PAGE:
2 dead in Belgium anti-terrorist raid: 'Large-scale' attack averted

by Staff, |
Belgian police inspect an apartment in central Verviers, a town between Liege and the German border, in the east of Belgium January 15, 2015. | REUTERS/Stringer

BRUSSELS — Two people are dead after Belgian counter-terrorist police raided an apartment containing suspected Islamist jihadists on Thursday, according to reports. Officials say the alleged terrorists had just returned from Syria and were close to launching "large-scale" attacks in the vein of the Paris attacks on satirical magazine Charlie Hebdo.

Judiciary officials confirmed the counter-terrorism operation took place near Verviers, a town in the east of the country between the city of Liegeand the German border. When police arrived at the apartment, the suspects fired at them with assault weapons.

"The suspects immediately and for several minutes opened fire with military weaponry and handguns on the special units of the federal police before they were neutralized," Prosecutor Eric Van de Sypt told reporters at a press conference.

Fortunately, no police officers were killed during the raid, local radio RTBF reported. Two unidentified people were killed and a third was seriously wounded. Several others were detained.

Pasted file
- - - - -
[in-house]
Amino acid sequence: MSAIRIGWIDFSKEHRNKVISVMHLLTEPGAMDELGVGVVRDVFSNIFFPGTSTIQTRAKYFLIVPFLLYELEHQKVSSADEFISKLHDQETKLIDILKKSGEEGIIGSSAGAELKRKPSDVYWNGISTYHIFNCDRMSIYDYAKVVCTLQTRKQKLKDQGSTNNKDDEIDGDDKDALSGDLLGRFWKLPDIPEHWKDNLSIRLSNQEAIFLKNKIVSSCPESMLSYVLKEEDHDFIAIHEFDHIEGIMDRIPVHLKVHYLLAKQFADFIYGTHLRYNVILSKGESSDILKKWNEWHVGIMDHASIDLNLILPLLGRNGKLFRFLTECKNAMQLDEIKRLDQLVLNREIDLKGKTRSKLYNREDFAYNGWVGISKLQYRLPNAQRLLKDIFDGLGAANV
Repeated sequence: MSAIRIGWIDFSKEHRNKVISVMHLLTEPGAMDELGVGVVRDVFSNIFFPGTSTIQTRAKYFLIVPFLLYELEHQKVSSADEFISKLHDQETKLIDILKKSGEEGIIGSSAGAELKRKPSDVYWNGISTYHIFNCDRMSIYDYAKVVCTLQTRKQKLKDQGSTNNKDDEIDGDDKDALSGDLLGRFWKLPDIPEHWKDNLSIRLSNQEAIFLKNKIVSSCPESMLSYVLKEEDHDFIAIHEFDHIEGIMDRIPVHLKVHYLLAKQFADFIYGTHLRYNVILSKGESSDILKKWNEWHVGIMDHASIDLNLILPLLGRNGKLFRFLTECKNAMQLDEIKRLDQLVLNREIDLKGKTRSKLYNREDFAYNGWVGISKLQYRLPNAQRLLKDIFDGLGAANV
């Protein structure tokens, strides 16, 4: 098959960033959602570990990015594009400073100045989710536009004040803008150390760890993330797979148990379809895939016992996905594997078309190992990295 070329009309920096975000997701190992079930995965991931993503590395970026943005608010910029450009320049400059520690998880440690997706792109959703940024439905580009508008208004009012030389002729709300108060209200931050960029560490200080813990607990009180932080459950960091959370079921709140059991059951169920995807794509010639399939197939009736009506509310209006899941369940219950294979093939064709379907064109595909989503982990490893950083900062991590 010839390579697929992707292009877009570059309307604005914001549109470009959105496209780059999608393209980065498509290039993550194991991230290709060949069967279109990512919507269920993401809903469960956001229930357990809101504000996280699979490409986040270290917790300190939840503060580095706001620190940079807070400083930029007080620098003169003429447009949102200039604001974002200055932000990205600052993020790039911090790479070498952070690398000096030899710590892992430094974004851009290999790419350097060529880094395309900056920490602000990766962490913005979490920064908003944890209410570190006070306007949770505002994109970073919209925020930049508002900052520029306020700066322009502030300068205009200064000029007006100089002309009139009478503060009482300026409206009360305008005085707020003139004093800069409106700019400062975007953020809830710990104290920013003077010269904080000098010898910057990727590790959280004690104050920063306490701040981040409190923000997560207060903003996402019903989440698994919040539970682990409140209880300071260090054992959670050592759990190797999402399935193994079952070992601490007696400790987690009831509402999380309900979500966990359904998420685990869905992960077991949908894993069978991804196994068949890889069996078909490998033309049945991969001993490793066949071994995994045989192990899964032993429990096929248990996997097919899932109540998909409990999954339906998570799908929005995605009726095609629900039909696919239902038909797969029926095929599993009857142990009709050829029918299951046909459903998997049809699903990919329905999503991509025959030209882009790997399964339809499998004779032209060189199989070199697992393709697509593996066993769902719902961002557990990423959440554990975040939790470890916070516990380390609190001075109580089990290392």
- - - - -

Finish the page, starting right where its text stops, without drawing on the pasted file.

Prosecutors said they had detained a man in Belgium whom they suspected of supplying weaponry to Amedy Coulibaly, killer of four people at a Paris Jewish grocery last week.

In a report that could not be immediately confirmed, the Web site of La Meuse newspaper quoted an unidentified police officer saying: "We've averted a Belgian Charlie Hebdo."

Cherif and Said Kouachi, who like Coulibaly claimed allegiance to Islamists militants in the Middle East, killed 12 people last Wednesday at the Paris offices of Charlie Hebdo. In subsequent hostage situations five others were also slain.

Belgium has seen significant radical Islamist activity among its Muslim population. RTBF said police raids were also under way in Brussels.

The threat level in the country has been raised to three, which is the second-highest level in Belgium, Van de Sypt said.